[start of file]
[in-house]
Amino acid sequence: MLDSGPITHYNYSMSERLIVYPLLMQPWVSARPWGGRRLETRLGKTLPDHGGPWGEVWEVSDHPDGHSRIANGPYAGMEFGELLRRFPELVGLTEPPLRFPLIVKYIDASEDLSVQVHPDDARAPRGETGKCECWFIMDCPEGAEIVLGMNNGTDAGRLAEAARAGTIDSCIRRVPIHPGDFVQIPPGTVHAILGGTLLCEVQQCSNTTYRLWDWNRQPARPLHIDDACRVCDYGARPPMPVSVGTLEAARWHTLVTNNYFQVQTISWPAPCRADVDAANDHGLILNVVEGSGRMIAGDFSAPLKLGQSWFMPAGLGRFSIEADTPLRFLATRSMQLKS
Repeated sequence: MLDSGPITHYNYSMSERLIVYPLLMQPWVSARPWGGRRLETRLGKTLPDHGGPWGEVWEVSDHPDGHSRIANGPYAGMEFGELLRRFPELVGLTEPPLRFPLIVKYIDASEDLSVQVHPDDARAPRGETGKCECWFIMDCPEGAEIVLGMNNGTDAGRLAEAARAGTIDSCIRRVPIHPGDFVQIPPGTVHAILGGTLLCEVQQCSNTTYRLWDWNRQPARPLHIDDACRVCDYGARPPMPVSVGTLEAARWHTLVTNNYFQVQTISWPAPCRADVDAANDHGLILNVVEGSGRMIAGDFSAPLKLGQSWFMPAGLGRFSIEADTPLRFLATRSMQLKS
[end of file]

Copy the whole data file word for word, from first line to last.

[in-house]
Amino acid sequence: MLDSGPITHYNYSMSERLIVYPLLMQPWVSARPWGGRRLETRLGKTLPDHGGPWGEVWEVSDHPDGHSRIANGPYAGMEFGELLRRFPELVGLTEPPLRFPLIVKYIDASEDLSVQVHPDDARAPRGETGKCECWFIMDCPEGAEIVLGMNNGTDAGRLAEAARAGTIDSCIRRVPIHPGDFVQIPPGTVHAILGGTLLCEVQQCSNTTYRLWDWNRQPARPLHIDDACRVCDYGARPPMPVSVGTLEAARWHTLVTNNYFQVQTISWPAPCRADVDAANDHGLILNVVEGSGRMIAGDFSAPLKLGQSWFMPAGLGRFSIEADTPLRFLATRSMQLKS
Repeated sequence: MLDSGPITHYNYSMSERLIVYPLLMQPWVSARPWGGRRLETRLGKTLPDHGGPWGEVWEVSDHPDGHSRIANGPYAGMEFGELLRRFPELVGLTEPPLRFPLIVKYIDASEDLSVQVHPDDARAPRGETGKCECWFIMDCPEGAEIVLGMNNGTDAGRLAEAARAGTIDSCIRRVPIHPGDFVQIPPGTVHAILGGTLLCEVQQCSNTTYRLWDWNRQPARPLHIDDACRVCDYGARPPMPVSVGTLEAARWHTLVTNNYFQVQTISWPAPCRADVDAANDHGLILNVVEGSGRMIAGDFSAPLKLGQSWFMPAGLGRFSIEADTPLRFLATRSMQLKS